A Shadow Bright and Burning by Jessica Cluess

23203252

A Shadow Bright and Burning by Jessica Cluess
Random House: September 20, 2016
Genre: Historical Fantasy
Source: Free From Library

The view was nice, but the food was bad.
suitcasesuitcase

A Shadow Bright and Burning is a YA historical fantasy novel and while entertaining, I didn’t think that Bright and Burning offered readers anything new. We’ve got some romance and some personal turmoil being the chosen one. Both of which many will recognize if anyone’s pictured up a fantastical YA read at some point in the recent past.

Miss Henrietta Howell is a young lady with a secret. Henrietta can control and create fire, something that she is struggling to conceal. After all there are no lady sorcerers anymore, not since the last one started a war. Naturally, Henrietta is discovered. Instead of punishment, Henrietta is thought to be the chosen one, prophesied to end the war with Ancients. While not everyone is convinced, Henrietta is taken to London to study, learning things about herself, her past, and those closest to her. Bright and Burning has all the elements to make this one a stand-out YA fantasy; however, I couldn’t help but feel bored by this one. The tropes that are employed offer nothing new to the reader, and the attempts to have Henrietta break ground in this historical world fall flat. For example, Henrietta is set up to be a trailblazer: the first female sorcerer in ages. Of course, Henrietta is up against many who do not believe that women should dabble in magic. I loved the concept that Henrietta would be a feminist for her time, but I didn’t feel like the character rose to her potential. At very least, there wasn’t enough time spend on exploring Henrietta’s role within society. Instead, too much time was given to the multiple romances and other interpersonal drama. Normally, I love that kind of drama, but I never felt invested in any of the romances and felt that they detracted from Henrietta’s own personal journey as a sorcerer.

The idea of being “the chosen one” is something that crops up in a lot of fantasy novels. I enjoyed that the author played with this concept a bit in having Henrietta aware very early on that it was likely that she was not the chosen one. The fact that this was done is something that I really enjoyed in the novel. However, I would have liked to have Henrietta’s emotional state about her status as the not chosen one explored more. Instead Henrietta’s internal conflicts were shallow at best. Some depth to her character was attempted with Henrietta’s experiences with her aunt and her belief that she is not lovable, but in my opinion, it was too little, too late. I appreciated that Henrietta was a flawed young woman but she was not a character that had much depth.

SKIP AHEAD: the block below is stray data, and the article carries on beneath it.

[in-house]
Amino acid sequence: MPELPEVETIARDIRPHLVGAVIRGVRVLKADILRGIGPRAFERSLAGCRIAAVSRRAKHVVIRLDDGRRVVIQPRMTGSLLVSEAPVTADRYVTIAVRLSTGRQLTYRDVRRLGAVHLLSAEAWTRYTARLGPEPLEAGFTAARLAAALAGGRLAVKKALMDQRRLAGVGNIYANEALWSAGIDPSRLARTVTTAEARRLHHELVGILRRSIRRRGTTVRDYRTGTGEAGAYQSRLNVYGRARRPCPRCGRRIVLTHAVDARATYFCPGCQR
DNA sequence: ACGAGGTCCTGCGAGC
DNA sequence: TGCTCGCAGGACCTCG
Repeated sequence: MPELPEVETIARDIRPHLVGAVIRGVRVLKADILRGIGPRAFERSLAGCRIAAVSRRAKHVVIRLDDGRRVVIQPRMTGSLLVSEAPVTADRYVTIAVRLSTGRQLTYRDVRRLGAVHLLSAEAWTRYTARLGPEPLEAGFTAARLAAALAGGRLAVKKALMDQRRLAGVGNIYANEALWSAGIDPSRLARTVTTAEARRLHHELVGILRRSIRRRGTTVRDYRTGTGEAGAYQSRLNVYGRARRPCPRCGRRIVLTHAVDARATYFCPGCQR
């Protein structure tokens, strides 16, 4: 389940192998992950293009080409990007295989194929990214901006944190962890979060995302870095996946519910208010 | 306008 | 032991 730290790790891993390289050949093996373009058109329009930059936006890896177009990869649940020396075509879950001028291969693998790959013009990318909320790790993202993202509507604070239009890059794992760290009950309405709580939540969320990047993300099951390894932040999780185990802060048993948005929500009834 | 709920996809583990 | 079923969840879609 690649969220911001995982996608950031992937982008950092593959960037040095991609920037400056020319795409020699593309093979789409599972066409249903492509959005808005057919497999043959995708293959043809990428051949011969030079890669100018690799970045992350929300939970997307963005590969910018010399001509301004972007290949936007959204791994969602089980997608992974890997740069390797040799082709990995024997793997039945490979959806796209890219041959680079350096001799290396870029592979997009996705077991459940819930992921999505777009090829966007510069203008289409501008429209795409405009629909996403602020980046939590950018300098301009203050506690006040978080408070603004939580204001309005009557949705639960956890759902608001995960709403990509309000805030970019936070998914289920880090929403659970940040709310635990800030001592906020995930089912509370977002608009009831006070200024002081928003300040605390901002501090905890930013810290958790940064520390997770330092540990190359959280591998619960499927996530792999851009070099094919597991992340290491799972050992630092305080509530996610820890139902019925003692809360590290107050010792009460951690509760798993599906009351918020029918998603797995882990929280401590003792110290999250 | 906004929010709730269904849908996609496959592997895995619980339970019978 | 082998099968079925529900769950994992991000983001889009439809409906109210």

And lastly, we have the love triangle (maybe square?). Sigh. Quite frankly Henrietta had enough going on without all this romantic drama. And the relationship that could have been explored my deeply, especially considering the significant other’s rather horrendous actions, wasn’t capitalized on. At one instance, one of Henrietta’s suitors treats her as an object and it reflects the societal norms of the world that the characters live in. Instead of really delving into the issue, it’s glossed over and the character is forgiven for his lapse. That is not cool! There was so much potential for A Shadow Bright and Burning to be a meaty and thoughtful read, instead many things are glossed over in favour of manufactured drama.

A Shadow Bright and Burning is a YA novel that does not offer anything new. There was much potential for this one to be a really good book, yet it was bogged down with superficial characters. While I appreciated the concept of the novel, I was disappointed with the execution. I’m not sure that I’ll be checking in for book two.

Similar Reads

A Breath of Frost (The Lovegrove Legacy, #1)  Sea of Shadows (Age of Legends, #1)  Flamecaster (Shattered Realms, #1)

 

Advertisements

Share a thought!

Fill in your details below or click an icon to log in:

WordPress.com Logo

You are commenting using your WordPress.com account. Log Out / Change )

Twitter picture

You are commenting using your Twitter account. Log Out / Change )

Facebook photo

You are commenting using your Facebook account. Log Out / Change )

Google+ photo

You are commenting using your Google+ account. Log Out / Change )

Connecting to %s